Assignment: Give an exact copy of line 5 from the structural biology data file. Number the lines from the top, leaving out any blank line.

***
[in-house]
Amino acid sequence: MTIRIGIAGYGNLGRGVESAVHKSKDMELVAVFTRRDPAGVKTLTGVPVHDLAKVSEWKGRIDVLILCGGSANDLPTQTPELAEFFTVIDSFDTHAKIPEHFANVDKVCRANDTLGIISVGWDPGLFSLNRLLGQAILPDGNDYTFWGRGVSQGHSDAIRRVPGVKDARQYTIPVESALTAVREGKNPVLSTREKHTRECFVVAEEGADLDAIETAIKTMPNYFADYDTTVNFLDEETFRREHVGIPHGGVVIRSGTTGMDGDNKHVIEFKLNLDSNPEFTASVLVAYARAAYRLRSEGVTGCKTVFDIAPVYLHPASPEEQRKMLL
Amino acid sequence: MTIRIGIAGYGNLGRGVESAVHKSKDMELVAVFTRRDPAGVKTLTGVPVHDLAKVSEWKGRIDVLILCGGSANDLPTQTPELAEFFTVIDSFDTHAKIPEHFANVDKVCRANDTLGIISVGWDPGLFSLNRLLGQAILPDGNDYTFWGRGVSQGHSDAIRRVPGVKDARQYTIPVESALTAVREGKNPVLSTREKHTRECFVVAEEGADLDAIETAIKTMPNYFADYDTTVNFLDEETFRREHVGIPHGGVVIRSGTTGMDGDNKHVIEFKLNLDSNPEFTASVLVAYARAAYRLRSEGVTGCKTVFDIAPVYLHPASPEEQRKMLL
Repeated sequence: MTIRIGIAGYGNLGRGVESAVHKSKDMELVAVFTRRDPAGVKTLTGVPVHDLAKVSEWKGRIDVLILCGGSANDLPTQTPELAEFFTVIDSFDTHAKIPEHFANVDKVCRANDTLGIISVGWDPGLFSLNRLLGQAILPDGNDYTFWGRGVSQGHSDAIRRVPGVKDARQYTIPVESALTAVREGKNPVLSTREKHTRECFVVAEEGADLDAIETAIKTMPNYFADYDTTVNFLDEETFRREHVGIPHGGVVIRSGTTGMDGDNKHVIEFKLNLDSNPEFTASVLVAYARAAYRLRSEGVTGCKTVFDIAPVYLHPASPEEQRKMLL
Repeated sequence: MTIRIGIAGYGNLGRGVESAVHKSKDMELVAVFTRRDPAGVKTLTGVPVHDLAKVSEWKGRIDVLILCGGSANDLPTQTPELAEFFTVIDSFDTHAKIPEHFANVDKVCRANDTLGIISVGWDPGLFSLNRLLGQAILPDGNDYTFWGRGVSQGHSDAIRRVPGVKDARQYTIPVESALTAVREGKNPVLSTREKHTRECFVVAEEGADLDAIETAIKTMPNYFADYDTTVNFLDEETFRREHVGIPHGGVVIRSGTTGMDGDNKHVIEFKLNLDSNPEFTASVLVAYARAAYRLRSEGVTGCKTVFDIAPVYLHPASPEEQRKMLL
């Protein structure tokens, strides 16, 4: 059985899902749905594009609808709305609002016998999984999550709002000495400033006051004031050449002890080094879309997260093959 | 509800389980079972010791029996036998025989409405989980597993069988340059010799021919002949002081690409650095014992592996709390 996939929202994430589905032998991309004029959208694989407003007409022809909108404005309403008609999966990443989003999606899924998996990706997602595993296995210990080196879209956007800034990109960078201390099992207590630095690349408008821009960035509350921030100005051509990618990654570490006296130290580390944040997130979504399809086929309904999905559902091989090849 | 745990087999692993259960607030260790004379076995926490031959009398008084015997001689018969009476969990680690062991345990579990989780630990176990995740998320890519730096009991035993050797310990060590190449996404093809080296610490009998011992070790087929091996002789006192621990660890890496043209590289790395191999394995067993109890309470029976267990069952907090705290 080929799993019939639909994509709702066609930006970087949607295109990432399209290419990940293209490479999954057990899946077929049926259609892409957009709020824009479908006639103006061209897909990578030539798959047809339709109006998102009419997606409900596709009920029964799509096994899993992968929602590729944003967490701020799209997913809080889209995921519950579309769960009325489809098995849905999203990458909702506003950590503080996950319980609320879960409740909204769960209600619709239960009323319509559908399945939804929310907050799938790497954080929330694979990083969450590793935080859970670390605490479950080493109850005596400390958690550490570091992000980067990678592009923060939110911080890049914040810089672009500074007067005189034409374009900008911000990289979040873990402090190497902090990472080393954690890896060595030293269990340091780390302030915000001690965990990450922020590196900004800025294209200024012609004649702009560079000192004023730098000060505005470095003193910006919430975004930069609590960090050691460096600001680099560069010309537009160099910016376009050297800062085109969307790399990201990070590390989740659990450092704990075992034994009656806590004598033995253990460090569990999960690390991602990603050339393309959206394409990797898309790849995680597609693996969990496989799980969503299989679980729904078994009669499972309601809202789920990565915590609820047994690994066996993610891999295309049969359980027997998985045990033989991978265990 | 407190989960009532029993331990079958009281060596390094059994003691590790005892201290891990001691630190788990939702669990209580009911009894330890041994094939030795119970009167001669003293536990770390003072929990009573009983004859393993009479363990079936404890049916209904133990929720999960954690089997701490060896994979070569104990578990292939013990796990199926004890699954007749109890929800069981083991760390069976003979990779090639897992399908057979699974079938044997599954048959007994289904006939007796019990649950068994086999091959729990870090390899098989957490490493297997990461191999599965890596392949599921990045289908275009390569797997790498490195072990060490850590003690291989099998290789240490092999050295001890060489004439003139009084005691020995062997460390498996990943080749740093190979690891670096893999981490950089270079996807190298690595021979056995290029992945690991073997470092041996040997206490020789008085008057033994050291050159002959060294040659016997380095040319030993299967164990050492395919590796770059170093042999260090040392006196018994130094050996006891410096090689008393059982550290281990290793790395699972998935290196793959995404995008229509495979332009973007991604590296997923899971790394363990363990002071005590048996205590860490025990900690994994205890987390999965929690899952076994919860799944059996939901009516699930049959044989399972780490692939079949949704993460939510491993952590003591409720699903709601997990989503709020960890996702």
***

Repeated sequence: MTIRIGIAGYGNLGRGVESAVHKSKDMELVAVFTRRDPAGVKTLTGVPVHDLAKVSEWKGRIDVLILCGGSANDLPTQTPELAEFFTVIDSFDTHAKIPEHFANVDKVCRANDTLGIISVGWDPGLFSLNRLLGQAILPDGNDYTFWGRGVSQGHSDAIRRVPGVKDARQYTIPVESALTAVREGKNPVLSTREKHTRECFVVAEEGADLDAIETAIKTMPNYFADYDTTVNFLDEETFRREHVGIPHGGVVIRSGTTGMDGDNKHVIEFKLNLDSNPEFTASVLVAYARAAYRLRSEGVTGCKTVFDIAPVYLHPASPEEQRKMLL